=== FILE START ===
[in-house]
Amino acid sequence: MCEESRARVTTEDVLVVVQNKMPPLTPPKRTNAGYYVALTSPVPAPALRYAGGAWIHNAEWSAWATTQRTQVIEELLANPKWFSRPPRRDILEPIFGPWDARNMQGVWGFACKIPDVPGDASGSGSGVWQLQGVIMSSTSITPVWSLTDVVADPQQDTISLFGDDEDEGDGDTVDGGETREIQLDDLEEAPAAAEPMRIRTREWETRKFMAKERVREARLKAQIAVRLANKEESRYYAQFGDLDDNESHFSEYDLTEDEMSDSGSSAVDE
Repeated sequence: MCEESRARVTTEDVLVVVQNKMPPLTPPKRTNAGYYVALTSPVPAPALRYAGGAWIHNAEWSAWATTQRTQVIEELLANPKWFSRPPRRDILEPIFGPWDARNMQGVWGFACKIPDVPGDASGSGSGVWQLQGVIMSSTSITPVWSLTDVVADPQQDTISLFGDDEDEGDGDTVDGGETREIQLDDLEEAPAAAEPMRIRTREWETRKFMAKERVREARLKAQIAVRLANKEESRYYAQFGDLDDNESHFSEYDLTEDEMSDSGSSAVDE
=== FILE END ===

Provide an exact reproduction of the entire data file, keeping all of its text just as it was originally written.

[in-house]
Amino acid sequence: MCEESRARVTTEDVLVVVQNKMPPLTPPKRTNAGYYVALTSPVPAPALRYAGGAWIHNAEWSAWATTQRTQVIEELLANPKWFSRPPRRDILEPIFGPWDARNMQGVWGFACKIPDVPGDASGSGSGVWQLQGVIMSSTSITPVWSLTDVVADPQQDTISLFGDDEDEGDGDTVDGGETREIQLDDLEEAPAAAEPMRIRTREWETRKFMAKERVREARLKAQIAVRLANKEESRYYAQFGDLDDNESHFSEYDLTEDEMSDSGSSAVDE
Repeated sequence: MCEESRARVTTEDVLVVVQNKMPPLTPPKRTNAGYYVALTSPVPAPALRYAGGAWIHNAEWSAWATTQRTQVIEELLANPKWFSRPPRRDILEPIFGPWDARNMQGVWGFACKIPDVPGDASGSGSGVWQLQGVIMSSTSITPVWSLTDVVADPQQDTISLFGDDEDEGDGDTVDGGETREIQLDDLEEAPAAAEPMRIRTREWETRKFMAKERVREARLKAQIAVRLANKEESRYYAQFGDLDDNESHFSEYDLTEDEMSDSGSSAVDE